In FY 2018 and FY 2019, with favorable economic conditions in most states, more states made or are planning provider rate increases compared to restrictions, and there is little new activity around provider taxes. More rate increases relative to decreases holds true across major provider types, with the exception of inpatient hospitals (where inpatient hospital rate “restrictions” are primarily rate freezes that are counted as restrictions in this report). About half of MCO states (21 of 39) require MCO payments to some or all types of providers to follow percent or level changes in fee-for-service (FFS) rates. Twenty-seven states require minimum MCO payments (rate floors) for some provider types, and five states reported minimum MCO payment requirements for all types of Medicaid providers. All states except Alaska rely on provider taxes and fees to fund a portion of the non-federal share of the costs of Medicaid. Two states indicated plans for new provider taxes in FY 2019, including Virginia that plans a new hospital provider tax to finance state costs of the newly adopted Medicaid expansion.

What to Watch: As enrollees are predominantly in MCOs, the significance of changes in FFS payment rates is difficult to assess without a better understanding of how changes in FFS rates affect changes in MCO rates paid to providers. Twenty-nine states have at least one provider tax that is at or above 5.5% of net patient revenues (close to the maximum safe harbor threshold of 6%). Therefore, federal action to lower that threshold as proposed in the past would have financial implications for many states.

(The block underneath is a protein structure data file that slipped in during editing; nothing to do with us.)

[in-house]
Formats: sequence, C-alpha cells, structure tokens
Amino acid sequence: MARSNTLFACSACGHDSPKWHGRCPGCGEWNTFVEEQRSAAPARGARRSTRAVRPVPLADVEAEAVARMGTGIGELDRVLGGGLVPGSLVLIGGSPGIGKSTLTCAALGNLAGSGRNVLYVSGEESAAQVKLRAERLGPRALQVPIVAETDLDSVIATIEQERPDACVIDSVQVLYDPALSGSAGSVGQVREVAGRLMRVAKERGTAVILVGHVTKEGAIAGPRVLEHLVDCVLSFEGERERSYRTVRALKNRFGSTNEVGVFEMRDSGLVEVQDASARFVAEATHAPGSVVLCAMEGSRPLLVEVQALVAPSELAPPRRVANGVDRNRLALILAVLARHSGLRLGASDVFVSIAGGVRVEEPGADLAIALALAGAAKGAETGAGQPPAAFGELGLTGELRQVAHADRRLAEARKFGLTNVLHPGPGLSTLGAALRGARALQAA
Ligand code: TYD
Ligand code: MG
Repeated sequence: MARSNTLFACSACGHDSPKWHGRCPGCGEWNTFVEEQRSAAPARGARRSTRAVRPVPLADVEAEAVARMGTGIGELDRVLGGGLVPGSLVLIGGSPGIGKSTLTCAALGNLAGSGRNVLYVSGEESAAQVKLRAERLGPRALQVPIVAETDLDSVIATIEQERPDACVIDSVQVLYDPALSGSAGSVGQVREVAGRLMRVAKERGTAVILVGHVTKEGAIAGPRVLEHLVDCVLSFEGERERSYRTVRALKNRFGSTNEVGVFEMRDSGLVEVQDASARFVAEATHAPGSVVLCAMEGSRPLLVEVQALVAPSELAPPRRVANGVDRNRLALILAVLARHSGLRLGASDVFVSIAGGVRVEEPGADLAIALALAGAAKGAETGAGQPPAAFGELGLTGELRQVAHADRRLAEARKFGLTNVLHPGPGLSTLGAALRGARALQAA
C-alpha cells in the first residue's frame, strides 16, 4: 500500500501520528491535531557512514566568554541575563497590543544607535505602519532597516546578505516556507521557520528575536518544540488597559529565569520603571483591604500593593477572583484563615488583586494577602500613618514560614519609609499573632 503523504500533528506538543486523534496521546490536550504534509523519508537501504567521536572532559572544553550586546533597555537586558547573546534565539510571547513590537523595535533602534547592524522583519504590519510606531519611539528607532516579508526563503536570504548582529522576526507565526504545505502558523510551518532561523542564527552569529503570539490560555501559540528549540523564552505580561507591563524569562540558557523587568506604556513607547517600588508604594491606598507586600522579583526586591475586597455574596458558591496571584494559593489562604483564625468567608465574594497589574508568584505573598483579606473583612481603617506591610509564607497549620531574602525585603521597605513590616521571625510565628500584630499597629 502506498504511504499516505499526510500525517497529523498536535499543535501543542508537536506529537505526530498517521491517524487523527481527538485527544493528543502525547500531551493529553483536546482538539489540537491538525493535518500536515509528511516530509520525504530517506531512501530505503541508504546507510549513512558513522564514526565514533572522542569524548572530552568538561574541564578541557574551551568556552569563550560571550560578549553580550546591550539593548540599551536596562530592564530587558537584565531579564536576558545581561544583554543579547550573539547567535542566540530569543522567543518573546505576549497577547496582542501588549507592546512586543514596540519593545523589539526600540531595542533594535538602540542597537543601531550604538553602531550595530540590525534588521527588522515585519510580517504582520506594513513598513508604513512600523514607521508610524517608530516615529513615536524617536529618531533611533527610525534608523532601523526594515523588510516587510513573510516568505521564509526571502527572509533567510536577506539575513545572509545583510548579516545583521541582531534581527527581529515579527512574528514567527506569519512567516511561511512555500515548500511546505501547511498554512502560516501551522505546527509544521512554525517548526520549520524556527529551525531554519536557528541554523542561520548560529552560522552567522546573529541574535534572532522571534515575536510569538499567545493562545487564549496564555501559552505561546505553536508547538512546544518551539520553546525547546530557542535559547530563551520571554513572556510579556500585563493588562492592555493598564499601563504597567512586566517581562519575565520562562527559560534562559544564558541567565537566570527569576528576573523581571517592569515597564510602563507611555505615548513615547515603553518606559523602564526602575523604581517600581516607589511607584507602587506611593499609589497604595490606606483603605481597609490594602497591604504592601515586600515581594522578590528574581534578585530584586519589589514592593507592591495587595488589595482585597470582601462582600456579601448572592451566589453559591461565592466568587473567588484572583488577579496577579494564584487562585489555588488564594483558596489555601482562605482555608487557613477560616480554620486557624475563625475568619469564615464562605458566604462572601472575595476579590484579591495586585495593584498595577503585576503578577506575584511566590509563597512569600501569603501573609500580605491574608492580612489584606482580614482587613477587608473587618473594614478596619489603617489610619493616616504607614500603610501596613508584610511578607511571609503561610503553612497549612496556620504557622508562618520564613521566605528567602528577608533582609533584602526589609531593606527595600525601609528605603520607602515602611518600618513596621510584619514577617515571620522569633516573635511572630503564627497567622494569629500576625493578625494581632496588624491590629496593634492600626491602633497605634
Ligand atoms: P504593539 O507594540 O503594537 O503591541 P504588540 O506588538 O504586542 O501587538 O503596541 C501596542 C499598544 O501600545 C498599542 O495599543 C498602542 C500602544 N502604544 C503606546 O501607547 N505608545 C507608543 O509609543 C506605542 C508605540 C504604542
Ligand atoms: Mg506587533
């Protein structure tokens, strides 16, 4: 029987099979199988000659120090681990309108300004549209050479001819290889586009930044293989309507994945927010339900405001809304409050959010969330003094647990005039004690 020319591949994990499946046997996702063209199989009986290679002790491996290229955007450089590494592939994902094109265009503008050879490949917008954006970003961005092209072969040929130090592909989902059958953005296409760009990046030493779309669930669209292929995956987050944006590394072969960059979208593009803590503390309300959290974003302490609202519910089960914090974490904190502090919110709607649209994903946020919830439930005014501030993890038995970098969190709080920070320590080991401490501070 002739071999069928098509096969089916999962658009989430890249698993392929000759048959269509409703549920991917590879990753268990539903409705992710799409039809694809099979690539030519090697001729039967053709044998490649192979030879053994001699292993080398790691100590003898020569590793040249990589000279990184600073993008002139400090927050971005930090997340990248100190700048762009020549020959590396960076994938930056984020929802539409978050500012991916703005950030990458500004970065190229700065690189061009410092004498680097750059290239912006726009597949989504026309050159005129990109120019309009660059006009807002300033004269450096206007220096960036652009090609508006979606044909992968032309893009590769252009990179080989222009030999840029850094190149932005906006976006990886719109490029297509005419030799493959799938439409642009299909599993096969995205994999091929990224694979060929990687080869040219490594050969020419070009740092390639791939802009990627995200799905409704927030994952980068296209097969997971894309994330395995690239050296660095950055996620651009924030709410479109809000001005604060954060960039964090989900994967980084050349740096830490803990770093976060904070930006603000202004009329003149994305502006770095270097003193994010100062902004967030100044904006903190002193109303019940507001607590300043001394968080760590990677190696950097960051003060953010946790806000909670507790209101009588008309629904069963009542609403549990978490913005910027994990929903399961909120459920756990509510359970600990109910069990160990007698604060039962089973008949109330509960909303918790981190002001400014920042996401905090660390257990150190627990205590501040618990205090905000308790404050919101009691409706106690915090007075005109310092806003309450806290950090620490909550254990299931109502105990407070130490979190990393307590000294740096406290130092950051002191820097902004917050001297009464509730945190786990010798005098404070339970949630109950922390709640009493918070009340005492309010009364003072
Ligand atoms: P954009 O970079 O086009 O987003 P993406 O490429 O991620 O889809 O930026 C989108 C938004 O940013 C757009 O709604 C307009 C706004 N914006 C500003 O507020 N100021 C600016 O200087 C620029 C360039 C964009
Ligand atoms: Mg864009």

Positive economic conditions and state priorities resulted in a number of states increasing benefits, particularly for mental health and substance use disorder (SUD) treatment. A total of 19 states expanded or enhanced covered benefits in FY 2018 and 24 states plan to add or enhance benefits in FY 2019. The most common benefit enhancements reported were for mental health/SUD services (including waiver of the IMD exclusion). A handful of states also reported expansions related to dental services, telemonitoring/telehealth, physical or occupational therapy services, and screening or home visiting services for pregnant women and/or children.

What to Watch: Medicaid continues to play an important role in addressing the opioid epidemic and more broadly in connecting Medicaid beneficiaries to behavioral health services. Going forward, it will be important to follow trends and innovations in how states use Medicaid to increase access to behavioral health services and contain the growth of the opioid and broader SUD crisis.